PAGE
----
|Publication number||US4559562 A|
|Application number||US 06/523,982|
|Publication date||Dec 17, 1985|
|Filing date||Aug 16, 1983|
|Priority date||Aug 16, 1983|
|Also published as||DE3425179A1|
|Publication number||06523982, 523982, US 4559562 A, US 4559562A, US-A-4559562, US4559562 A, US4559562A|
|Inventors||Charles J. Kramer|
|Original Assignee||Xerox Corporation|
|Export Citation||BiBTeX, EndNote, RefMan|
|Patent Citations (8), Non-Patent Citations (4), Referenced by (8), Classifications (15), Legal Events (6)|
|External Links: USPTO, USPTO Assignment, Espacenet|
The invention relates to a facet tracker for tracking the beam incident on the facets of a rotating scanning element, and more particularly, to an improved facet tracker in the form of a micro-deflector.
A major difficulty confronting the system designer when designing and building a high resolution, high speed Raster Output Scanner (i.e. ROS) system incorporating a polygon or holographic type scanning element for sweeping the scanning beam across an imaging or recording member results from the fact that the scanning element must rotate at high velocities. This puts a burden on both the structural strength of the scanning element itself and on related parts, i.e., the scanning element driving motor and bearing assembly, a burden which increases as a function of the square of both the scanning element's diameter and velocity. Since machine design parameters normally dictate scanning element velocities, this leaves the designer only room to reduce the scanning element's diameter if the load on the scanning element is to be decreased.
One technique employed to reduce scanning element size is facet tracking. In facet tracking, the position of the incident beam on each facet of the scanning element is changed as the scanning element rotates so that the beam tracks each facet during a scanning cycle. Under these circumstances, the scanning element facets need only be slightly larger than the incident beam size and, therefore, the scanning element size can be made much smaller than, for example, the scanning element facets used in either the underfilled facet mode when no facet tracking is performed or in the overfilled facet mode.
In an attempt to overcome the aforedescribed difficulty, some previous prior art systems have employed a combined Acousto-Optic (A/O) modulator/deflector unit to both modulate and track the incident beam. However, incorporating both functions into a single unit usually requires that the bandwidth of the A/O modulator be doubled which results in significant fabrication complexity and cost for this part. Additionally, a combined A/O modulator/deflector does not permit use of the newer diode type lasers or of Total Internal Reflection (TIR) type modulators.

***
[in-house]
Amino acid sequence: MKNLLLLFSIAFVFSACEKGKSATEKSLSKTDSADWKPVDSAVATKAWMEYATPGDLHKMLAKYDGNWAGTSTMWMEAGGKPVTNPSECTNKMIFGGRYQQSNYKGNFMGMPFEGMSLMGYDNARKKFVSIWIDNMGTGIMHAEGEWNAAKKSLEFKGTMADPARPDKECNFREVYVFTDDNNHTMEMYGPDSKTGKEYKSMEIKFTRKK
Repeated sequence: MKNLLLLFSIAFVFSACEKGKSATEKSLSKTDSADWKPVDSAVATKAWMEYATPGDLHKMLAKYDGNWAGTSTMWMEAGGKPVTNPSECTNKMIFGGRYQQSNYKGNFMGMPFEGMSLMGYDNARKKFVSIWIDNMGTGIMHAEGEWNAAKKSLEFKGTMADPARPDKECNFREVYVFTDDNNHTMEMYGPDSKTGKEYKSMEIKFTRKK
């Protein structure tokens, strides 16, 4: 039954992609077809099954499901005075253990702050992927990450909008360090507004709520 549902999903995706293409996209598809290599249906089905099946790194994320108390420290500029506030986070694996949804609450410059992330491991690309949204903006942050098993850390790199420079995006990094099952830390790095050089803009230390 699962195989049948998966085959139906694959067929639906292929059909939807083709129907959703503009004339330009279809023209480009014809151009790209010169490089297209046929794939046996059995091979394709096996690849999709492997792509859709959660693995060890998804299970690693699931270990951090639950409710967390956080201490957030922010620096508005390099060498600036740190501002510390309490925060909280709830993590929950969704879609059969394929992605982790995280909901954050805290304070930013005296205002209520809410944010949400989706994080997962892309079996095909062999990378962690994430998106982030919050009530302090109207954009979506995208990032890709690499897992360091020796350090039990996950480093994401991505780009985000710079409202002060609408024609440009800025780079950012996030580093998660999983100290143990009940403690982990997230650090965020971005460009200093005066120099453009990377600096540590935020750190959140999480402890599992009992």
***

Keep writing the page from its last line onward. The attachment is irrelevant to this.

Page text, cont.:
The invention proposes to solve the above difficulties by providing a facet tracker for use in tracking a beam of high intensity radiation to maintain the point where the beam impinges on the facets of a rotating scanning element substantially constant, the facet tracker comprising: a base, and a flexible finger-like projection on the base bendable toward and away from the base, the outer surface of the finger-like projection having a reflective material for reflecting the beam onto the facets of a scanning element on disposition of the facet tracker in the path of the beam, the finger-like projection being adapted to deflect in response to application of an electrical bending potential so that the point at which the reflected beam impinges on the scanning element facets can be controlled by application of controlled electric bending potentials to the finger-like projection permitting the beam to be tracked and the point where the beam impinges on the scanning element facets maintained substantially constant.
The invention further provides a printer comprising, in combination: a movable recording medium; a beam of high intensity radiation for recording images on the recording medium in response to an image signal input; a rotatable scanning element having a plurality of facets interposed in the path of the beam so that the beam impinges against the scanning element facets in succession whereby the beam is repeatedly scanned across the recording medium; a facet tracker for tracking the beam to maintain the point where the beam impinges on the facets of the scanning element substantially constant, the facet tracker including a base with an elongated flexible finger having an unsupported free end spaced from the base; a reflective material on the outer surface of the finger in the path of the beam to reflect the beam onto the scanning element facets, application of an electrical potential between the reflective material and the base causing the finger free end to deflect; and means for controlling the electrical potential in synchronism with movement of the scanning element facets to provide controlled deflection of the finger free end to displace the beam and maintain the point where the beam impinges on the scanning facets substantially constant.
FIG. 1 is a schematic view of the micro-deflector facet tracker of the present invention embodied in a raster scanner of the type having a total internal reflection (TIR) modulator and holographic scanning disc;